"Don't be surprised at how fast something can get high, and don't be surprised at how fast it can come right back down," Schultz said.
Still, Schultz said his firm thought the current bull market would stop at $96 a barrel. But now that oil has broken through that
barrier, Northstar sees the current spike running all the way up to $111 a barrel in what likely will be a highly volatile market.
"As you get higher, all you do is raise the volatility of these markets, where a $2 a day fluctuation is normal," he said. "What really becomes the bigger point of concern is can the economy globally continue to sustain (itself) if oil does get to $110, $111."
And consumer demand isn't likely to slow even as gasoline prices starting rising past $3 a gallon.
"Hundred-dollar oil is not going to affect consumers any more than $50 or $60 or $70 did," said Jerry Castellini, president of Castleark Management. "They're going to consume a little bit more in oil and a little bit less in other areas of retail. But look for oil to continue after maybe a pullback here to ride right into the hundreds next year."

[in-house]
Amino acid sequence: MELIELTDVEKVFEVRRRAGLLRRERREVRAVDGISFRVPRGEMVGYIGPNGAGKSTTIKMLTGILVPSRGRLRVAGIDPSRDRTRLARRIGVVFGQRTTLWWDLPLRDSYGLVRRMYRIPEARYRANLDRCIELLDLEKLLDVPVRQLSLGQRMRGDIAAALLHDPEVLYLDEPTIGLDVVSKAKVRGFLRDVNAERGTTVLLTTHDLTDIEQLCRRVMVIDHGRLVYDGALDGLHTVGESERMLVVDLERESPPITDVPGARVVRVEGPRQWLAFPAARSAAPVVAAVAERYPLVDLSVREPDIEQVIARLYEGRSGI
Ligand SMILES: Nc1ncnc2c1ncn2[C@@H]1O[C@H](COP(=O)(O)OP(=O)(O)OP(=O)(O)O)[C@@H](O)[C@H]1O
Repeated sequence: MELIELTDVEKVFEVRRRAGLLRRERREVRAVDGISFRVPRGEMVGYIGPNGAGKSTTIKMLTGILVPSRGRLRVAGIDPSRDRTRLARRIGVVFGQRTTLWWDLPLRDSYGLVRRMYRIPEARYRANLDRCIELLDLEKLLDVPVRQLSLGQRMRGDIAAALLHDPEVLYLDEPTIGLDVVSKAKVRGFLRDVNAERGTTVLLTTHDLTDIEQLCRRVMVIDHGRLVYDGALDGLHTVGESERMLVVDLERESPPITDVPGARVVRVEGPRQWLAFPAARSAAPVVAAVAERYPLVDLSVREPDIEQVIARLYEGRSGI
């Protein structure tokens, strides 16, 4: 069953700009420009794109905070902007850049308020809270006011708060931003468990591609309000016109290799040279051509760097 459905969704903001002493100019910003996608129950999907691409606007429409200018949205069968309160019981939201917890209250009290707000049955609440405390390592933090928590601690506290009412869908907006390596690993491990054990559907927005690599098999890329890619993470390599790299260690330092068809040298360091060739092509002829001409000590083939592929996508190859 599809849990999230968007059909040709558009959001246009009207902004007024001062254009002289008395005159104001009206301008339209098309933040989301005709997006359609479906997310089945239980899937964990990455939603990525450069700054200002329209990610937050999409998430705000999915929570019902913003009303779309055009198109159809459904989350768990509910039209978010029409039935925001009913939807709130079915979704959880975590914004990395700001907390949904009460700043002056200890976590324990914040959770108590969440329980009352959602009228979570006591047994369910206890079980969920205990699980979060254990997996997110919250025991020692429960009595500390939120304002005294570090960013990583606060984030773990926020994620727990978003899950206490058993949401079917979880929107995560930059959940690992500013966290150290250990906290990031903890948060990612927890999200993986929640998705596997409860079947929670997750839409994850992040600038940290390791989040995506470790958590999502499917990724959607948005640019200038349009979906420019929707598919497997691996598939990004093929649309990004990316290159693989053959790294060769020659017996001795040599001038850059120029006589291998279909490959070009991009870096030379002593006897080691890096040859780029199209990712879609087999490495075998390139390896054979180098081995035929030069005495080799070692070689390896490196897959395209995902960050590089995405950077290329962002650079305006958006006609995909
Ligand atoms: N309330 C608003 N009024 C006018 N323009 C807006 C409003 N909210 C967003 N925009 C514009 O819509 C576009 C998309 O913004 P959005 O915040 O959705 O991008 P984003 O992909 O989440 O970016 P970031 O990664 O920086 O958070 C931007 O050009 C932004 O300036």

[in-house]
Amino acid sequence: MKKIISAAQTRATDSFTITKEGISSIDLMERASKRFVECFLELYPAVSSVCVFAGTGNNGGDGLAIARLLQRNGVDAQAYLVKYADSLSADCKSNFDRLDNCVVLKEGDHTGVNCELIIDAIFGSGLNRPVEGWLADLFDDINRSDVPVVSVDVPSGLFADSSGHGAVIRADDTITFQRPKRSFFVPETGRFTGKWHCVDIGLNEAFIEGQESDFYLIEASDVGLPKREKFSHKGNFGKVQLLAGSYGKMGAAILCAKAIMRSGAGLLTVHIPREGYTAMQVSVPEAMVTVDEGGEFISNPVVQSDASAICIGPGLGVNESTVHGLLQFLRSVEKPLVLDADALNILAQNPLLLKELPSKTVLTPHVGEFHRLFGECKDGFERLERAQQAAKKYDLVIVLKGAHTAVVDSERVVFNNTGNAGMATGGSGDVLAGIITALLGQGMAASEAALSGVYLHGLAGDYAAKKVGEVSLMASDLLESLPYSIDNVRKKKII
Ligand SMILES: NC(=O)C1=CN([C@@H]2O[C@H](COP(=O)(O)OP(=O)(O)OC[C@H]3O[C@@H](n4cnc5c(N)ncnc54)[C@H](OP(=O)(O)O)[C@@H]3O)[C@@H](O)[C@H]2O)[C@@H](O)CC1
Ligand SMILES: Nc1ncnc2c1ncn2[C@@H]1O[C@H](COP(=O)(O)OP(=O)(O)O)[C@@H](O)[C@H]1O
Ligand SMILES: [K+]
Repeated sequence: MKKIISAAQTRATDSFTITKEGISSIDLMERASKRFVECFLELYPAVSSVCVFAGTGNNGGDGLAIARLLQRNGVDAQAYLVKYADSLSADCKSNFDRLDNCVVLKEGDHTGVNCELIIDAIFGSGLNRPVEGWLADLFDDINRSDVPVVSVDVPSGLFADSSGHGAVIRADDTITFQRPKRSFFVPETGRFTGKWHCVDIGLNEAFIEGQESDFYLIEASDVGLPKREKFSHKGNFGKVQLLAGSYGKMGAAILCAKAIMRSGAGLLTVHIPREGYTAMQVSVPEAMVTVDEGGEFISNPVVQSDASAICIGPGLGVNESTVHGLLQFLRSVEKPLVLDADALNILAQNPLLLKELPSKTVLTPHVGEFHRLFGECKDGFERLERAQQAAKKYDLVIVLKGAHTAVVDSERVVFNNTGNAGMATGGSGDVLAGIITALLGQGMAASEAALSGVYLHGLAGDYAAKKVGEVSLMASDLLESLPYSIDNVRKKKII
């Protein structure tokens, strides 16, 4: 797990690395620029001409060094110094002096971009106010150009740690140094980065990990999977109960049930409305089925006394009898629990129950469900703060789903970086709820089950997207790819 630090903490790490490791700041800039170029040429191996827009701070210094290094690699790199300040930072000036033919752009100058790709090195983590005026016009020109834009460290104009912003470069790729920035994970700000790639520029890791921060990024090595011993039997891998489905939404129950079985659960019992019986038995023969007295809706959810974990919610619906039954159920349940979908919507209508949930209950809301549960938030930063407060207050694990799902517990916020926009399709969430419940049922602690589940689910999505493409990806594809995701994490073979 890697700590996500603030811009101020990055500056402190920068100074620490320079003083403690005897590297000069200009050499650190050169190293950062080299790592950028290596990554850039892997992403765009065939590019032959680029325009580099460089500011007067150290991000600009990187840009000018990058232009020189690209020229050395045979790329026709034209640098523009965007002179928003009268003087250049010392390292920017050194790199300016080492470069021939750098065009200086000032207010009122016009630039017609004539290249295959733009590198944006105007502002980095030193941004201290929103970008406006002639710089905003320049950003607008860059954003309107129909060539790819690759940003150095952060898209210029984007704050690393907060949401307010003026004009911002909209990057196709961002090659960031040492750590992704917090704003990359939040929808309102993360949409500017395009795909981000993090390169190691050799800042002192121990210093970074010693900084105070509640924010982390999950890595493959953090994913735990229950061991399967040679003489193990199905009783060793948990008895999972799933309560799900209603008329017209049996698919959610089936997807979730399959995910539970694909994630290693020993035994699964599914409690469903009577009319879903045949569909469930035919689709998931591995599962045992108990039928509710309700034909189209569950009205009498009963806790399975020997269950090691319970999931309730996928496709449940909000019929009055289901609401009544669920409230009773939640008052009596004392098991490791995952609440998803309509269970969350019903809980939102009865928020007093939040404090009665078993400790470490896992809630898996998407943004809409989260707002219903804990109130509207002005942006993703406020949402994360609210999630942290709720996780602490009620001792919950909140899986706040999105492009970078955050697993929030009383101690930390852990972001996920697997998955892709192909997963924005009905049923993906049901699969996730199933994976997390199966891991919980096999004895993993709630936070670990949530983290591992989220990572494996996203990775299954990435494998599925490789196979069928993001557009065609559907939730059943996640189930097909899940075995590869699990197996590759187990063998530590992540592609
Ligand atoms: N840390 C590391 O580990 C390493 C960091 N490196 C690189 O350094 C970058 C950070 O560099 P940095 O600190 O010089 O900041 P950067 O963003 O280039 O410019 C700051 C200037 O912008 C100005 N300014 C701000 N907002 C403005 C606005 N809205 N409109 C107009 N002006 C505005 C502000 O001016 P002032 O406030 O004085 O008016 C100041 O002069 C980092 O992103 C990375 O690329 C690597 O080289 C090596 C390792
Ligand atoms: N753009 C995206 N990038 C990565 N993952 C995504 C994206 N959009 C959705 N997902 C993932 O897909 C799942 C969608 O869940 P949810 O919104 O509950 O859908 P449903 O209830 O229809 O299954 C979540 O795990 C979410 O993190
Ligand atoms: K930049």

The current run in prices gets oil near the inflation-adjusted record of $101.70, reached in 1980 when large producers Iran and Iraq went to war, creating a global energy crisis.
The IEA warned that oil could soar to an inflation-adjusted $159 in 2030 if demand runs higher than currently expected.
"We are experiencing high oil prices today, and if actions are not taken in years to come, we can see a supply crunch, which is not good news for anybody and it may end up with very high prices," IEA Chief Economist Fatih Birol told Reuters.